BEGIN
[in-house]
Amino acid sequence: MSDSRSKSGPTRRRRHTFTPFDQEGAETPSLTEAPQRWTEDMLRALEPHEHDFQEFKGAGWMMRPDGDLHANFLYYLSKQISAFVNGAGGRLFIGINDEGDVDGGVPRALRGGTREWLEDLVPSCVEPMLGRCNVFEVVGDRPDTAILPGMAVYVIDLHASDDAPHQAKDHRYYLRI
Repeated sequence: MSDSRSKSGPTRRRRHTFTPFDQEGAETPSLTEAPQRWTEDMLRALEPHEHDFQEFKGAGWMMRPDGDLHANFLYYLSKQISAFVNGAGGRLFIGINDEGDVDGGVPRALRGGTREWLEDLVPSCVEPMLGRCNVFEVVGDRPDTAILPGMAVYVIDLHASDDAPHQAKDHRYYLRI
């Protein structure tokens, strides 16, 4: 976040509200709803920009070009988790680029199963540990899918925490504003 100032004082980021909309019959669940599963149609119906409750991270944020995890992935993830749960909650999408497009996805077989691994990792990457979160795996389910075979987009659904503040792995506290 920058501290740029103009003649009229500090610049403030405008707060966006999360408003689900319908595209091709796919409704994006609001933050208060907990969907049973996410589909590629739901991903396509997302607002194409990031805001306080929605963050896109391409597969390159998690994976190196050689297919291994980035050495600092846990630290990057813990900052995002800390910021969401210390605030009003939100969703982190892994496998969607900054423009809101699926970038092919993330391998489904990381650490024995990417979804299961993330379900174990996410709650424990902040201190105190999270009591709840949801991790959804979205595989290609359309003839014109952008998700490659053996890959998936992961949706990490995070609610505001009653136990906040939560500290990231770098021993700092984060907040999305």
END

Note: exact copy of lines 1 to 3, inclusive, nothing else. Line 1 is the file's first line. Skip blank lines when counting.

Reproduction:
[in-house]
Amino acid sequence: MSDSRSKSGPTRRRRHTFTPFDQEGAETPSLTEAPQRWTEDMLRALEPHEHDFQEFKGAGWMMRPDGDLHANFLYYLSKQISAFVNGAGGRLFIGINDEGDVDGGVPRALRGGTREWLEDLVPSCVEPMLGRCNVFEVVGDRPDTAILPGMAVYVIDLHASDDAPHQAKDHRYYLRI
Repeated sequence: MSDSRSKSGPTRRRRHTFTPFDQEGAETPSLTEAPQRWTEDMLRALEPHEHDFQEFKGAGWMMRPDGDLHANFLYYLSKQISAFVNGAGGRLFIGINDEGDVDGGVPRALRGGTREWLEDLVPSCVEPMLGRCNVFEVVGDRPDTAILPGMAVYVIDLHASDDAPHQAKDHRYYLRI